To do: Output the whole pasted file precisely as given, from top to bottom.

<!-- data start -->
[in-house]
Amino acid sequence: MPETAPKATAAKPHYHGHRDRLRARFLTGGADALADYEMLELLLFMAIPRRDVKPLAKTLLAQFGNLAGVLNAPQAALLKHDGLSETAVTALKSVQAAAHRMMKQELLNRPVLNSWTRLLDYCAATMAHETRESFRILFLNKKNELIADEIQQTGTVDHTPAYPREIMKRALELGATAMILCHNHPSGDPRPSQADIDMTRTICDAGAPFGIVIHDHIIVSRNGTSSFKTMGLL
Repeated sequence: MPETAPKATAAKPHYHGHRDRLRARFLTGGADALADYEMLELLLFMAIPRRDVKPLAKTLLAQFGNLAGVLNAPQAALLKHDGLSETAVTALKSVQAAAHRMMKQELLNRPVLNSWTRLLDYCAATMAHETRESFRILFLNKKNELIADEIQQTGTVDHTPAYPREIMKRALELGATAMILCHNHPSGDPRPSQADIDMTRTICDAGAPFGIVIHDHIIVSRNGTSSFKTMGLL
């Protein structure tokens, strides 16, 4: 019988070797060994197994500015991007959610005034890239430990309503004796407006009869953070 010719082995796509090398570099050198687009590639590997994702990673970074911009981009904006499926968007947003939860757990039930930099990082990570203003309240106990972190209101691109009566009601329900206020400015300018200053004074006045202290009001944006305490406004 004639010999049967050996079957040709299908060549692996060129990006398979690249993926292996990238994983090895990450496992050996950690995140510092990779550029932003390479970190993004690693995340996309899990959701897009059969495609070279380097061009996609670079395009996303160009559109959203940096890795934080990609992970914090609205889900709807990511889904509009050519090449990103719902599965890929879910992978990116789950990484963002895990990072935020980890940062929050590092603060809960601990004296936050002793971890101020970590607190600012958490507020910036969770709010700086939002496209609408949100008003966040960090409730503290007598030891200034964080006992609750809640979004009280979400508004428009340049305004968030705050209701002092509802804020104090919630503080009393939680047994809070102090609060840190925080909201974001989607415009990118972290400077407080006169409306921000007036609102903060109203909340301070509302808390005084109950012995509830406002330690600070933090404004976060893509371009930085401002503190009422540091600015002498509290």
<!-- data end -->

[in-house]
Amino acid sequence: MPETAPKATAAKPHYHGHRDRLRARFLTGGADALADYEMLELLLFMAIPRRDVKPLAKTLLAQFGNLAGVLNAPQAALLKHDGLSETAVTALKSVQAAAHRMMKQELLNRPVLNSWTRLLDYCAATMAHETRESFRILFLNKKNELIADEIQQTGTVDHTPAYPREIMKRALELGATAMILCHNHPSGDPRPSQADIDMTRTICDAGAPFGIVIHDHIIVSRNGTSSFKTMGLL
Repeated sequence: MPETAPKATAAKPHYHGHRDRLRARFLTGGADALADYEMLELLLFMAIPRRDVKPLAKTLLAQFGNLAGVLNAPQAALLKHDGLSETAVTALKSVQAAAHRMMKQELLNRPVLNSWTRLLDYCAATMAHETRESFRILFLNKKNELIADEIQQTGTVDHTPAYPREIMKRALELGATAMILCHNHPSGDPRPSQADIDMTRTICDAGAPFGIVIHDHIIVSRNGTSSFKTMGLL
């Protein structure tokens, strides 16, 4: 019988070797060994197994500015991007959610005034890239430990309503004796407006009869953070 010719082995796509090398570099050198687009590639590997994702990673970074911009981009904006499926968007947003939860757990039930930099990082990570203003309240106990972190209101691109009566009601329900206020400015300018200053004074006045202290009001944006305490406004 004639010999049967050996079957040709299908060549692996060129990006398979690249993926292996990238994983090895990450496992050996950690995140510092990779550029932003390479970190993004690693995340996309899990959701897009059969495609070279380097061009996609670079395009996303160009559109959203940096890795934080990609992970914090609205889900709807990511889904509009050519090449990103719902599965890929879910992978990116789950990484963002895990990072935020980890940062929050590092603060809960601990004296936050002793971890101020970590607190600012958490507020910036969770709010700086939002496209609408949100008003966040960090409730503290007598030891200034964080006992609750809640979004009280979400508004428009340049305004968030705050209701002092509802804020104090919630503080009393939680047994809070102090609060840190925080909201974001989607415009990118972290400077407080006169409306921000007036609102903060109203909340301070509302808390005084109950012995509830406002330690600070933090404004976060893509371009930085401002503190009422540091600015002498509290």